5 Data Visualization techniques that you should start using now

Used as a graphical representation of data and information, data visualization is an industry standard mode used in business intelligence (or BI) to present any business-related data or information.

In the digital age of big data, data visualization is a critical tool required to derive business insight from the billions and trillions of business data being generated daily. However, for effective data visualization, it must use the right techniques that can maintain the balance between good visuals and data analysis. Listed below are 5 of the best techniques for data visualization in 2018 that you must use to make your business data more relevant and effective.

1. Know you audience

Data visualization is not just about data but also about the audience or user who will be presented with the data. Does the visualized data cater to their needs and IT skills? Remember that many users, including business entrepreneurs, are unable to derive much meaningful insights just by looking at any chart or pie.


Make your dashboard presentation user-specific instead of catering to the needs of multiple stakeholders. For meaningful actions, include the KPIs that are the most strategic for your business (for example, a significant drop (or trend) in market share) in your visualized data.



2. Context is critical

Define the context (or purpose) of your data visualization clearly before design. What is the purpose of the data visuals? What decision-making process can be influenced with this visualization? Data visualization must be designed to align your users (or audience) with a business objective (or goal) that can empower their decision making and propel them towards an action.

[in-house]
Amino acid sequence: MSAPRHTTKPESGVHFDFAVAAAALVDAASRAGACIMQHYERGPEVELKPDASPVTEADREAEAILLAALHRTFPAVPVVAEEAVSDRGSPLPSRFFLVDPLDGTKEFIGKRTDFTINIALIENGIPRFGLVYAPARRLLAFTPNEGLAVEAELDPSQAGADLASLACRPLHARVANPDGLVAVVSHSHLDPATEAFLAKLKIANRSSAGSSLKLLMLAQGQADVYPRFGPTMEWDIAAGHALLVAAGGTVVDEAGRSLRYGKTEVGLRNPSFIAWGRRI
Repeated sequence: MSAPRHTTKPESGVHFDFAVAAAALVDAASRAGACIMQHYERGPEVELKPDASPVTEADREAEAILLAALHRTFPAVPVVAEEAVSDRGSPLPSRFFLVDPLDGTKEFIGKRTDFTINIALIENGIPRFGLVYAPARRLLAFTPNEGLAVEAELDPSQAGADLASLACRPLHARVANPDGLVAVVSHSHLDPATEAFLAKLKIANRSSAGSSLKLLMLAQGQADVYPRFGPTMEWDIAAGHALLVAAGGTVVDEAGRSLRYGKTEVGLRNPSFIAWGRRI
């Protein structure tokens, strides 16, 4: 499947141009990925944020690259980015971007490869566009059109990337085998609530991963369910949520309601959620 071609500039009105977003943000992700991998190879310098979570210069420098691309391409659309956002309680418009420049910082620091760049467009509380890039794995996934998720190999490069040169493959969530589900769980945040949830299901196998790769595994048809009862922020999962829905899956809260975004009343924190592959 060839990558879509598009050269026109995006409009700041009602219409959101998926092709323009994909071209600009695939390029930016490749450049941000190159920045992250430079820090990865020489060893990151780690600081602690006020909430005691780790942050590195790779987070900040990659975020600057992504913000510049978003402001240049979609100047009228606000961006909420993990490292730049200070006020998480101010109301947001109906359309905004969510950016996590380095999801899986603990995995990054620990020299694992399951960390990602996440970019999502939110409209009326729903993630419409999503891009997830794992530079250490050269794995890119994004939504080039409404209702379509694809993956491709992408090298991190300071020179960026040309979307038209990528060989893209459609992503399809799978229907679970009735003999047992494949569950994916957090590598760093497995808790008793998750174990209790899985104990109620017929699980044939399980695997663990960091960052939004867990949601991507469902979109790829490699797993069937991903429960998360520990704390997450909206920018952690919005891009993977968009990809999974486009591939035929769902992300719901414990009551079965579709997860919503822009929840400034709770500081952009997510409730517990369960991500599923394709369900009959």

3. Use the right visuals

After determining your right audience and purpose of visuals, it’s a good time to select the right visuals or chart types, depending on what you want to show visually.

  • Relationship charts: Displays relationships between 2 (or more) values (example, relation between salary levels and education). Data can be displayed using a scatter plot as either a point (or bubble) in X-Y coordinate. Bubble sizes can be varied to display additional data or trend.

    • Timeframe Change: Used to depict the relationship between 2 (or more) data variables over a period of time. Line graphics or charts are the best mode of showing timeframe changes. For showing changes with multiple variables, a bar chart is more appropriate.



    • Composition: Best used to display a single unit (example, product-wise sales figures) comprised of individual elements (example, region-wise sales for each product). Pie charts are the best visual elements used to depict composition, however most pie charts are poorly designed, thus creating confusion for the user. Other elements for displaying composition include stacked horizontal bar graphs and slope graphs.



    • Comparison charts: Used to compare between 2 (or more) data points. Bar charts are most effective for showing comparison between values.



    4. Use the right colours

    Data visualization uses a mix of colours to display the difference between elements and to increase its overall effectiveness. Use of standard colours (Red, Blue, Yellow, and Green) is recommended for easier distinguishing of individual elements. Colour-shaded charts and maps are also useful in conveying information. However, do not use too many different colours (not more than 10) and also maintain consistency in the choice of your colours across your visualization model.



    5. Interactive maps

    Interactive maps are an effective technique in data visualization that allows you to make your visual data more interactive with users. Interactive maps can enable users to drill down a specific element, get a 360-degree view of the information, and much more.




    While data visualization can make your data analytics more appealing for users, it is also important to choose the visualization technique that works for your users and purpose. This article outlines 5 basic techniques that can improve the overall effectiveness of your data visualization model.

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